Thursday, August 28, 2014

Dangote 1: Lafarge: 0

Standard Organization of Nigeria’s change of all-purpose cement grade from 32.5 to 42.5 is killing a fly with a sledgehammer. The cement war between Nigeria’s major manufacturers (LafargeWAPCO and Dangote) crystallized when the House of Representatives and SON called it in favour of Dangote. In a economic competition that is profit driven and has no benefits for consumers of cement (in terms of significant price drop) this intervention is unsavory and sends foreign investors the message that Nigeria is protectionist in a circuitous manner
Cement importers and West African Portland Cement Plc. (WAPCO, established 1959), which transitioned to Lafarge/ WAPCO after a takeover by Lafarge SA in 2001 dominated Nigeria’s cement industry. WAPCO and Cement importers set prices for cement. For a large market like Nigeria, business was lucrative for WAPCO in spite of its limited production volume (4.5 million metric tonnes annually) and high energy costs – especially as the facilities lacked gas pipelines. The importers even had higher profit margins, as the cost of importing is less than production cost. By  2012, there was a glut of cement and cement importation was banned in 2013. 

Few points to note:
·         WAPCO was profitable because of the 32.5 cement grade that it produced. Cement is produced limestone rock, chalk, shale, or clay and additives such as Pozzolana, fly ash (industrial waste) and limestone. Nigeria has limestone in industrial quantities and is the preferred additive for manufacturers.
·         There are 4 grades of cement- masonry cement which is used for plastering, 32.5 cement which was all purpose and up till May 2014 was acceptable in Nigeria for constructing commercial and residential buildings.  Most buildings such as Cocoa House, my office, my house and your house- if you live in Nigeria- were built with 32.5 cement grade. 42.5 grade is used for bridges and heavy construction while 52.5 grade is used in countries like the UK and US because of their weather. The difference in all these grades is the proportion of additives i.e. limestone used in the production. 32.5 have more additives than 42.5. Currently, both grades are produced by cement manufactures in Nigeria in different quantities with Lafarge producing more of the 32.5 grade because of its capability.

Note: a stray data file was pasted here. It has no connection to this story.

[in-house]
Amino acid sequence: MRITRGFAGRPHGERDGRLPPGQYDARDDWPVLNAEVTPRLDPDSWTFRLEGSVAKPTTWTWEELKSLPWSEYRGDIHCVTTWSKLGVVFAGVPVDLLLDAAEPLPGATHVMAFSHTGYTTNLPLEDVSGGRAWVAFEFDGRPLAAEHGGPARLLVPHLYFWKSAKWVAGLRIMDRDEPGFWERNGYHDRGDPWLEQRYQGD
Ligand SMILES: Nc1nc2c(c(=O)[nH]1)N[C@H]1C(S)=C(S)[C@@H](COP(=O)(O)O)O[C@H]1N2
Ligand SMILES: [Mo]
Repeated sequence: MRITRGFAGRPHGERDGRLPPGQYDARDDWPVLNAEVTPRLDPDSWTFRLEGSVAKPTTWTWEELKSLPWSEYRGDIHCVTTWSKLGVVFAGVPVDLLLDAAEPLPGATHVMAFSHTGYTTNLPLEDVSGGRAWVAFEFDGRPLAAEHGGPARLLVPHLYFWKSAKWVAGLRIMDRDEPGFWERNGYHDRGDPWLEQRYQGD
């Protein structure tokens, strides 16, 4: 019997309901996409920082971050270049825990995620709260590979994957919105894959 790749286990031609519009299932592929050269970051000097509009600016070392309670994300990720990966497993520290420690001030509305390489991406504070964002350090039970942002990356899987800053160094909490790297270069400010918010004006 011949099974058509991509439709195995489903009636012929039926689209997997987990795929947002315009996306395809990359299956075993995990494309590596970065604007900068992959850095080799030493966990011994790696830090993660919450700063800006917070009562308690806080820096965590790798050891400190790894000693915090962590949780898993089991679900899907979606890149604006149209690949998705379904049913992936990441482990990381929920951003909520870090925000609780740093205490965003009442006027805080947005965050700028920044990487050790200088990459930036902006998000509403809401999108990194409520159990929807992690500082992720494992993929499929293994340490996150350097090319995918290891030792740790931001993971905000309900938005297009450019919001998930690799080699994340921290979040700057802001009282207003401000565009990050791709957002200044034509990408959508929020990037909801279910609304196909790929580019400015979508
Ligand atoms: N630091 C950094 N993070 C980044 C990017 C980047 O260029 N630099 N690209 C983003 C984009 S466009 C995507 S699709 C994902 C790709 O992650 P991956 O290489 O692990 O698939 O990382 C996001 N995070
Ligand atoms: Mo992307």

·         Dangote supposedly became a player in the cement industry due to influence by the Obasanjo administration when it pursued a policy to encourage cement manufacture rather than importation considering that Nigeria has requisite materials to produce cement. In 2000s, Dangote acquired a new production facility in Obajana with a capacity of 10 million metric tonnes. Earlier this year, another facility with similar capacity was commissioned at Ibese. Also, in 2013, production at the outdated facility at Gboko was discontinued
With Nigeria having 2 major players competing for cement market share one will think that both manufacturers would produce the 32.5 and compete for buyers. However, it will be unprofitable for Dangote cement  to produce 32.5  because its facilities will be underutilized and there will be no economies of scale.    Like eggs, the amount of energy used to boil 1 egg will boil 10 eggs so it is more efficient to boil 10 eggs. For Dangote cement, it is more profitable and efficient to produce a higher grade of cement than "cooperate" and produce the same grade of cement with its competitors. According to reports, it costs Dangote $3 to produce a 50Kg bag of cement sold at $9.